The California Department of Water Resources has announced plans that it may use the Oroville Dam Spillway next week. The announcement doesn’t come as a surprise as wet May weather has been pushing the already full Lake Oroville near its capacity for the past two weeks.
On Friday, the DWR increased the outflows of the Hyatt Powerplant to approximately 10,000 cubic feet per second in preparation of the of higher inflows into the reservoir next week. The current elevation of Oroville reservoir is 895 feet.
“DWR is contacting its state and federal regulatory agencies, local law enforcement, local elected officials and downstream levee districts to prepare for the potential use. Once the decision is made on whether to use the spillway or not, DWR will provide regular updates to the public and the media,” DWR said in a statement.
In February of 2017, the spillway capsized under water pressure, forcing the evacuations of 180,000 residents in the Butte County area. Since then, the spillway has gone through a $1 billion reconstruction. The first and only time the brand-new Oroville Dam spillway was used was on April 2.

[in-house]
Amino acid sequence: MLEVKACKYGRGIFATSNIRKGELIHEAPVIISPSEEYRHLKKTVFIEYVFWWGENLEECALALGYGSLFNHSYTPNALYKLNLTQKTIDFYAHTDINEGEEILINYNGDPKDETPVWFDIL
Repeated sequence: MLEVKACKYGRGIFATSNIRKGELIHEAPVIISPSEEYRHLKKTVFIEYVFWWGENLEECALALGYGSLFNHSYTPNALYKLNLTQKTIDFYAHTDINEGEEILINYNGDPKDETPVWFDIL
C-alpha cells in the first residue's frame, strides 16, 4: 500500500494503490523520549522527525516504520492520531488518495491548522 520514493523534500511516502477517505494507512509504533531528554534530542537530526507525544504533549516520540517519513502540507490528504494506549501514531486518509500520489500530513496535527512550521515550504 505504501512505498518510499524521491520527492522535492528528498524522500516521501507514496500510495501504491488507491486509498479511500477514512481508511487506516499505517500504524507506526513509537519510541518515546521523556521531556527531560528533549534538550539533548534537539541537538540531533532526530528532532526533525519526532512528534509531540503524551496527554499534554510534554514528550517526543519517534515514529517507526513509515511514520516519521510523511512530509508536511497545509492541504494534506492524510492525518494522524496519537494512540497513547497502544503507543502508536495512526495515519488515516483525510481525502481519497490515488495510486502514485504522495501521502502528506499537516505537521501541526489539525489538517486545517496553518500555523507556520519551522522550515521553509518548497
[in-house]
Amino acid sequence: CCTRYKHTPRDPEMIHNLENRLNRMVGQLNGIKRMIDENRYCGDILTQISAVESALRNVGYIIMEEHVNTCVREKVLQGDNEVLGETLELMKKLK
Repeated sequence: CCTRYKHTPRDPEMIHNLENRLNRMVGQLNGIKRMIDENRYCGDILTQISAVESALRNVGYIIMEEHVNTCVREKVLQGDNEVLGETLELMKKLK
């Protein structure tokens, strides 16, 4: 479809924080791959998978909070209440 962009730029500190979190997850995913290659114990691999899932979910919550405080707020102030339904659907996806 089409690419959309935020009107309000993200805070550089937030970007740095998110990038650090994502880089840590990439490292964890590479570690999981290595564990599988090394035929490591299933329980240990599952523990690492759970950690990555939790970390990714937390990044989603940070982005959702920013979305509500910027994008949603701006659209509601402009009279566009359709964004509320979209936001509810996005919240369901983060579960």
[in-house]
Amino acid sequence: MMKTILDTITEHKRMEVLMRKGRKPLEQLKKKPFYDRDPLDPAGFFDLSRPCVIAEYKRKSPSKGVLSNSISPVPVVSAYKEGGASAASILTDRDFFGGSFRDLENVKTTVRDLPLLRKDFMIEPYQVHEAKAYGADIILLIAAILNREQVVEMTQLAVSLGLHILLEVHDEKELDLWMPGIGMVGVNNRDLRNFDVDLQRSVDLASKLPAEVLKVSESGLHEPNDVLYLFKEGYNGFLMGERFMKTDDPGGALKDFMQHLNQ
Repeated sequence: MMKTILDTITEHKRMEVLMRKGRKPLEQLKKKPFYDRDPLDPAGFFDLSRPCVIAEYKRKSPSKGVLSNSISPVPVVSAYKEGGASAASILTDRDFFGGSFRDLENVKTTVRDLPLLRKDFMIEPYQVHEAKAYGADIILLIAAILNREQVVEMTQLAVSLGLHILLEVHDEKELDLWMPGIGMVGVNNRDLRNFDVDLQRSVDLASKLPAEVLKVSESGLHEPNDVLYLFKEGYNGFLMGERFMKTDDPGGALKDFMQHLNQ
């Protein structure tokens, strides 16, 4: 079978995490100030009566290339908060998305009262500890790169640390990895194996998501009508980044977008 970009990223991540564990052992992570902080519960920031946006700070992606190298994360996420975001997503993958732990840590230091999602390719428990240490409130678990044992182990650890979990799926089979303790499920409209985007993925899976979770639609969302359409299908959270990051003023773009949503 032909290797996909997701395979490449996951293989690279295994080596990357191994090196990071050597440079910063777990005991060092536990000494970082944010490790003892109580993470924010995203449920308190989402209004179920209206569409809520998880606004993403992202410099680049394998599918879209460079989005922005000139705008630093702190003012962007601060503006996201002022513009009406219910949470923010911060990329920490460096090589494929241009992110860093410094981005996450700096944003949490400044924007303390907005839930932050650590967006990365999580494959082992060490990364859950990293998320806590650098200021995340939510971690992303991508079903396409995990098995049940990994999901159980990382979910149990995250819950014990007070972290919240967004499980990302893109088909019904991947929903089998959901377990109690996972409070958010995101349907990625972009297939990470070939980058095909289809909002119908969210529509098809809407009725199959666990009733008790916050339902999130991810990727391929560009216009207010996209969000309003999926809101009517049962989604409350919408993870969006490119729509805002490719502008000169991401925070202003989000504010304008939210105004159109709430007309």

The community surrounding Lake Oroville has been on high alert since water levels have risen during May. Rumors and conspiracies theories have dominated message boards and subreddits claiming the spillway will collapse again during its next use. The community became frantic, forcing Butte County Sheriff Kory Honea to address the situation:
Please take a moment to read the attached statement from Sheriff Kory Honea regarding recent rumors and concerns expressed about the Oroville Dam and it’s spillway. #ButteSheriff pic.twitter.com/S8tRwDLd4F— Butte County Sheriff (@ButteSheriff) May 14, 2019
A full reservoir is a welcome sight after years of drought and low levels to accommodate reconstruction. A full reservoir provides optimal recreation opportunities and serves as a vital water bank account to help California cope with future drought conditions. It is common for the reservoir to stay relatively full during the summer months in an above average water year. In 2010-2011, another very wet year, the reservoir sat an elevation between 898 and 899 feet for the entire month of July.
Northern California’s Outdoor Digital Newsmagazine